KUBE architecture was recently approached to conceptualize a development in a rural farm area in Limpopo. Although the project predominantly focuses on an upgrade of the farms fruit processing facilities, the local employees’ residential area is also a top priority. The architectural significance of these villages lies in its prevalence of traditional African architecture. The intention of the development is to transition the landscape into systems of sustainability that is indigenous to its culture and environment.
The challenges when working with the hallmark of African architecture within a vulnerable community, are complex. The well-being of the individual and the village takes a front row seat at the table of development. A research study by Sonia Mountford, director of Eategrity, was conducted on the villages’ strengths and weaknesses in terms of food scarcity, economical vulnerability and social practices. While it is the clients’ intention to address these issues and opportunities, this article follows the ablution facilities and its introduction into the existing fabric.
The landscape is a powerful presence. Within the landscape there lies unborn potential to create space and sustain livelihood.
KUBE architecture was recently approached to conceptualize an education centre with a sharp focus on didactic and sustainable strategies. The main intention was to conceptualize buildings with intentions and functions that optimize both educational and sustainable practices. The individual identities of the different buildings and their functions should therefore gravitate towards regional green building techniques, that stimulate and influence the doing and thinking of young pupils and visitors.
The City of Cape Town has activated water rationing to forcibly lower water usage in line with water restrictions across the metro as phase 1 of its critical water shortages disaster plan.
Water usage remains dangerously high above required levels.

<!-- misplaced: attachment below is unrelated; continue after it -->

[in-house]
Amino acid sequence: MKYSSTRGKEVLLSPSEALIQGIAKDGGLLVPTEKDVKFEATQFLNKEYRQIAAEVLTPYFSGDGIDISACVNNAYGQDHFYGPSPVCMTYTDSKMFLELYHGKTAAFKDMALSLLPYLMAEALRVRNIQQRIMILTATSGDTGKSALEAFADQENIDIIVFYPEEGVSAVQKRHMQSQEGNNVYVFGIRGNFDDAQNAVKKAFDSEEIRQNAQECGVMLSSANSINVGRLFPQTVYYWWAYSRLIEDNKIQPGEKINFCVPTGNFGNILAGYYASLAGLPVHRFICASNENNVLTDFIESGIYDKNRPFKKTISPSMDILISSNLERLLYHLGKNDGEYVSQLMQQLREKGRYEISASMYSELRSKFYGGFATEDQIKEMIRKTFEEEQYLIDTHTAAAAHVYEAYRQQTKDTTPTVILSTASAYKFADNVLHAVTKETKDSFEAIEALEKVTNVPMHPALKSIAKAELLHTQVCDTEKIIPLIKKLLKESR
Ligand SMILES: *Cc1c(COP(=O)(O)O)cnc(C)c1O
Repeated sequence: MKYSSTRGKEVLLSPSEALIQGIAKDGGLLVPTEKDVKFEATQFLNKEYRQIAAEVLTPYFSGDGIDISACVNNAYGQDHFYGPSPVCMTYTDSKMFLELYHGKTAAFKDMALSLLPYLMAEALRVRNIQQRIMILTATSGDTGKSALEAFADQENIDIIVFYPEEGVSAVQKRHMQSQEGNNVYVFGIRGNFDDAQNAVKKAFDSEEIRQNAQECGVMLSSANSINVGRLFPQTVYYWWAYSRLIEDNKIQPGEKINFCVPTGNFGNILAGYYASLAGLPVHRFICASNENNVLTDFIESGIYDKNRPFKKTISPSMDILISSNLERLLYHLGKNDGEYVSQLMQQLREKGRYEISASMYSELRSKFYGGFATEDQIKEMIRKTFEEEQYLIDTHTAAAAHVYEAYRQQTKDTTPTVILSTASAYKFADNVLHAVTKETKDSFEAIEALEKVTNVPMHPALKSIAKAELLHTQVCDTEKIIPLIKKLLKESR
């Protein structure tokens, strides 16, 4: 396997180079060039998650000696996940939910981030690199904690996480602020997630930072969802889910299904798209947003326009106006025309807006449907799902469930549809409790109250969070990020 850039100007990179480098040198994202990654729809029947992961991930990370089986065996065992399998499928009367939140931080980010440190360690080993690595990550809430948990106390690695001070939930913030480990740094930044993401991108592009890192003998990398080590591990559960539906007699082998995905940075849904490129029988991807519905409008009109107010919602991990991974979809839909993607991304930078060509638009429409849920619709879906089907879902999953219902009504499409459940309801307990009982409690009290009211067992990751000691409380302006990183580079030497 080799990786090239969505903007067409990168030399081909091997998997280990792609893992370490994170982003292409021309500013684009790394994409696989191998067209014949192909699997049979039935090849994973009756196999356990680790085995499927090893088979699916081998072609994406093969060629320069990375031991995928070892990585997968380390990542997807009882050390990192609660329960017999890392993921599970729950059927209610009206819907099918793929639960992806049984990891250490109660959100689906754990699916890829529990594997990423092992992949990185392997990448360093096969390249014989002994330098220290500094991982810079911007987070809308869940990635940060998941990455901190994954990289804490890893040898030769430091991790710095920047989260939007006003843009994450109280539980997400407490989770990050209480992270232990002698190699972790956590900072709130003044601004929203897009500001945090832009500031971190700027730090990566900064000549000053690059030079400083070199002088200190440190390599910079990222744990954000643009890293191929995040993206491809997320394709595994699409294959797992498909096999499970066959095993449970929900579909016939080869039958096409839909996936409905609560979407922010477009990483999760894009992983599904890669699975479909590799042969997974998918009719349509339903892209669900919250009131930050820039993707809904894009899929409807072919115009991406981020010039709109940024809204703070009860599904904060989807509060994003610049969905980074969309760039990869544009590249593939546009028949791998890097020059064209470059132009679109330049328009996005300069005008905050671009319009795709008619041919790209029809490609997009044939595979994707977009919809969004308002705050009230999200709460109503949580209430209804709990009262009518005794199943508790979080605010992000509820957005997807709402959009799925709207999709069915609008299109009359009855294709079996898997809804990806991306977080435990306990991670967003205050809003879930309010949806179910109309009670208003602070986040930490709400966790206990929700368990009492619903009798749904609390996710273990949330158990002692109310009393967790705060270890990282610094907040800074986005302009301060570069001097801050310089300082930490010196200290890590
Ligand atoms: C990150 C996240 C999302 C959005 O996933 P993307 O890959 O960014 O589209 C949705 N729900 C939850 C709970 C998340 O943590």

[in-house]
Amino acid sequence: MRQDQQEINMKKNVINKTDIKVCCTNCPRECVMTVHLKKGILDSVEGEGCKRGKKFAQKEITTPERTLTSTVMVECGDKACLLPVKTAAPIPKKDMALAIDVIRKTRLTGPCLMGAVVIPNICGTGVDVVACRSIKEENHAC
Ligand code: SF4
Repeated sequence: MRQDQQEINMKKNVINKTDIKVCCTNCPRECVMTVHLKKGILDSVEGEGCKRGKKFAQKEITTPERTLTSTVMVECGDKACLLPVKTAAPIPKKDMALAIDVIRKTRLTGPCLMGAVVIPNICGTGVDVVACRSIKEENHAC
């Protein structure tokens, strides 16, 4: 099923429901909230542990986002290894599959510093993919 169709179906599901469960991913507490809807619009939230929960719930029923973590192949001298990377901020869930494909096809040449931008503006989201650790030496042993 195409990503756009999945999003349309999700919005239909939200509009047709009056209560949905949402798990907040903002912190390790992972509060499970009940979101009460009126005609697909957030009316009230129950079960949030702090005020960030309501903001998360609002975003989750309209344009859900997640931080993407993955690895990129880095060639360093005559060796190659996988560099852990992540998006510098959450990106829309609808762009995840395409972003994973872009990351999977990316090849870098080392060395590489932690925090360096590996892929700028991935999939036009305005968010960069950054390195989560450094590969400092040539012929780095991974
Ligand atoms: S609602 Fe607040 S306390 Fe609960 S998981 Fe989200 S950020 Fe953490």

Rationing will lead to intermittent supply, likely during peak water consumption hours in the mornings and evenings. It won’t result in a complete shutdown, but some areas may experience short water outages. Service will be restored as quickly as possible. Continue reading →
Residence 1485, a new edition to the KUBE architecture portfolio is nestled in the mountains overlooking the town of Franschoek. The appointment is the result of an invited competition. You can see the original entry here. With neighbours Chamonix Wine Estate and Black Elephant Winters the location suggests a lifestyle of congeniality, Continue reading →
The FynBloem Protea Packing Facility, designed by Cape Town based architectural Practice KUBE architecture, received a highly commended award in this year’s ‘AfriSam Sustainable Construction’ category. The project, which acts as the face of the FynBloem brand uses creative initiatives to lessen the environmental impact and increase sustainability, not only during construction but also in the everyday running of the facility. The facility was also awarded the CSR award for Socially Responsible Development! You can read more about what makes this project so successful here.
Which Cities are leading the Green Revolution? New York, Vancouver, Copenhagen, London, Amsterdam and Stockholm? The following infographic explores which cities have been most successful in reducing their carbon footprint. Continue reading →
The Fynbloem Protea Packing Facility by Cape Town Architects, KUBE architecture was recently awarded the Corporate Social Responsibility Award by the Investment Fund for Developing Countries. The CSR Award is the industry’s showcase for the most powerful and successful, social responsibility and green campaigns. Christian Friis Bach, Minister for Development Coordination, explains why FynBloem walked away with this honour… Continue reading →
Back in 1987 a couple of smart people gathered at an event known as the Brundtland Commission of the United Nations. Sustainable development was defined as development which meets the needs of the current generation without jeopardizing the ability of future generations to meet their own needs. Sustainability as a term is commonly used to collect all the trendy carelessly tossed about terminology such as environmentally friendly, green, organic etc. etc., but it doesn’t end there, in 2005 at the UN World Summit, it was noted that sustainability required satisfying environmental, social and economic criteria. Continue reading →